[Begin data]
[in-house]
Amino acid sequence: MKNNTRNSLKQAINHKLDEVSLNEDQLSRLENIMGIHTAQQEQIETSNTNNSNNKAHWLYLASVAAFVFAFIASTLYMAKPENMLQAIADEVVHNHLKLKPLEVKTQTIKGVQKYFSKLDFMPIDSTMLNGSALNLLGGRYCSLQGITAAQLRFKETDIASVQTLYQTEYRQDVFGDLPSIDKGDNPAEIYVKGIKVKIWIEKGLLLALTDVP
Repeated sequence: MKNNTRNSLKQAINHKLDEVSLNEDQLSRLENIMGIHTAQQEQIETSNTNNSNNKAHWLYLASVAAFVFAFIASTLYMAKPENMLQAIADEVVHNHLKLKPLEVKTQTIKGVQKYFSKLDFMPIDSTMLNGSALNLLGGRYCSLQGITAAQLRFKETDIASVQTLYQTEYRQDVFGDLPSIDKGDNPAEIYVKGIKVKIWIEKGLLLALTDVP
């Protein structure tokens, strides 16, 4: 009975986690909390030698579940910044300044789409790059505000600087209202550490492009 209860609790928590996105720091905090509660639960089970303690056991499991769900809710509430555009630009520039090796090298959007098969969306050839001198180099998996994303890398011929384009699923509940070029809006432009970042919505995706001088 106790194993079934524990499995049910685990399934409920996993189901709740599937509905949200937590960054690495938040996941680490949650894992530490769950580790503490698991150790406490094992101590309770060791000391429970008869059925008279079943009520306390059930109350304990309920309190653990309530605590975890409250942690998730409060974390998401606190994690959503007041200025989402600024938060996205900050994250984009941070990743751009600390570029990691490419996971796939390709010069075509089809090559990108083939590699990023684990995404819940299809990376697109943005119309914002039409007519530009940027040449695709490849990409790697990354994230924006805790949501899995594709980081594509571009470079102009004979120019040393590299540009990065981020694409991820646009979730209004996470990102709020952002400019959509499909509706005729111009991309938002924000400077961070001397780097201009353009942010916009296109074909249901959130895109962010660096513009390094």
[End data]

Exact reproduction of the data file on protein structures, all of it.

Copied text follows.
[in-house]
Amino acid sequence: MKNNTRNSLKQAINHKLDEVSLNEDQLSRLENIMGIHTAQQEQIETSNTNNSNNKAHWLYLASVAAFVFAFIASTLYMAKPENMLQAIADEVVHNHLKLKPLEVKTQTIKGVQKYFSKLDFMPIDSTMLNGSALNLLGGRYCSLQGITAAQLRFKETDIASVQTLYQTEYRQDVFGDLPSIDKGDNPAEIYVKGIKVKIWIEKGLLLALTDVP
Repeated sequence: MKNNTRNSLKQAINHKLDEVSLNEDQLSRLENIMGIHTAQQEQIETSNTNNSNNKAHWLYLASVAAFVFAFIASTLYMAKPENMLQAIADEVVHNHLKLKPLEVKTQTIKGVQKYFSKLDFMPIDSTMLNGSALNLLGGRYCSLQGITAAQLRFKETDIASVQTLYQTEYRQDVFGDLPSIDKGDNPAEIYVKGIKVKIWIEKGLLLALTDVP
């Protein structure tokens, strides 16, 4: 009975986690909390030698579940910044300044789409790059505000600087209202550490492009 209860609790928590996105720091905090509660639960089970303690056991499991769900809710509430555009630009520039090796090298959007098969969306050839001198180099998996994303890398011929384009699923509940070029809006432009970042919505995706001088 106790194993079934524990499995049910685990399934409920996993189901709740599937509905949200937590960054690495938040996941680490949650894992530490769950580790503490698991150790406490094992101590309770060791000391429970008869059925008279079943009520306390059930109350304990309920309190653990309530605590975890409250942690998730409060974390998401606190994690959503007041200025989402600024938060996205900050994250984009941070990743751009600390570029990691490419996971796939390709010069075509089809090559990108083939590699990023684990995404819940299809990376697109943005119309914002039409007519530009940027040449695709490849990409790697990354994230924006805790949501899995594709980081594509571009470079102009004979120019040393590299540009990065981020694409991820646009979730209004996470990102709020952002400019959509499909509706005729111009991309938002924000400077961070001397780097201009353009942010916009296109074909249901959130895109962010660096513009390094």